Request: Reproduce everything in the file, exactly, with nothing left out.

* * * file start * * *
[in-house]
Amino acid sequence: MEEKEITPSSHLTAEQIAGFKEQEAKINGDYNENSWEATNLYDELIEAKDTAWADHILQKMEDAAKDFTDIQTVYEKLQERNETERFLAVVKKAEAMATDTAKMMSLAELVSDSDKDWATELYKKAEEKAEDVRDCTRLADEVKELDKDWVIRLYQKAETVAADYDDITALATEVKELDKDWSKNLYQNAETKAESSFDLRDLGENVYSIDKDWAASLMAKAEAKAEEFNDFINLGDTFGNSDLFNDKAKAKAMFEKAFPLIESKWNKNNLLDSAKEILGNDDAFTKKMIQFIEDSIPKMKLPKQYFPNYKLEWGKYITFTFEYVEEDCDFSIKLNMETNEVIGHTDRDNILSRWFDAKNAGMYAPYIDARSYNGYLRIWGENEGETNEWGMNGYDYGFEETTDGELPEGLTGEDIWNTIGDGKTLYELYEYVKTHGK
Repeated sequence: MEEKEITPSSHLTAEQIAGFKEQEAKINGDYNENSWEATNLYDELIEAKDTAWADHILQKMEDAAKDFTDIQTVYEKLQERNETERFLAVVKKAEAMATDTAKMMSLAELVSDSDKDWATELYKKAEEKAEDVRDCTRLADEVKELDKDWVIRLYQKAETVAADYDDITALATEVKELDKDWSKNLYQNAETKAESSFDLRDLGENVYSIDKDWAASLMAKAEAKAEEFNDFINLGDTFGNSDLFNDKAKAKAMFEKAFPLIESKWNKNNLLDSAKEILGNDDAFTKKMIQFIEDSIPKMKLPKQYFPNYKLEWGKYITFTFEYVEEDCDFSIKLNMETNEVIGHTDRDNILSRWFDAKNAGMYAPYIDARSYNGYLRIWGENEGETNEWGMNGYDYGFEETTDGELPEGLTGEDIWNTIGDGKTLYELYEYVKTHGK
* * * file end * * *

[in-house]
Amino acid sequence: MEEKEITPSSHLTAEQIAGFKEQEAKINGDYNENSWEATNLYDELIEAKDTAWADHILQKMEDAAKDFTDIQTVYEKLQERNETERFLAVVKKAEAMATDTAKMMSLAELVSDSDKDWATELYKKAEEKAEDVRDCTRLADEVKELDKDWVIRLYQKAETVAADYDDITALATEVKELDKDWSKNLYQNAETKAESSFDLRDLGENVYSIDKDWAASLMAKAEAKAEEFNDFINLGDTFGNSDLFNDKAKAKAMFEKAFPLIESKWNKNNLLDSAKEILGNDDAFTKKMIQFIEDSIPKMKLPKQYFPNYKLEWGKYITFTFEYVEEDCDFSIKLNMETNEVIGHTDRDNILSRWFDAKNAGMYAPYIDARSYNGYLRIWGENEGETNEWGMNGYDYGFEETTDGELPEGLTGEDIWNTIGDGKTLYELYEYVKTHGK
Repeated sequence: MEEKEITPSSHLTAEQIAGFKEQEAKINGDYNENSWEATNLYDELIEAKDTAWADHILQKMEDAAKDFTDIQTVYEKLQERNETERFLAVVKKAEAMATDTAKMMSLAELVSDSDKDWATELYKKAEEKAEDVRDCTRLADEVKELDKDWVIRLYQKAETVAADYDDITALATEVKELDKDWSKNLYQNAETKAESSFDLRDLGENVYSIDKDWAASLMAKAEAKAEEFNDFINLGDTFGNSDLFNDKAKAKAMFEKAFPLIESKWNKNNLLDSAKEILGNDDAFTKKMIQFIEDSIPKMKLPKQYFPNYKLEWGKYITFTFEYVEEDCDFSIKLNMETNEVIGHTDRDNILSRWFDAKNAGMYAPYIDARSYNGYLRIWGENEGETNEWGMNGYDYGFEETTDGELPEGLTGEDIWNTIGDGKTLYELYEYVKTHGK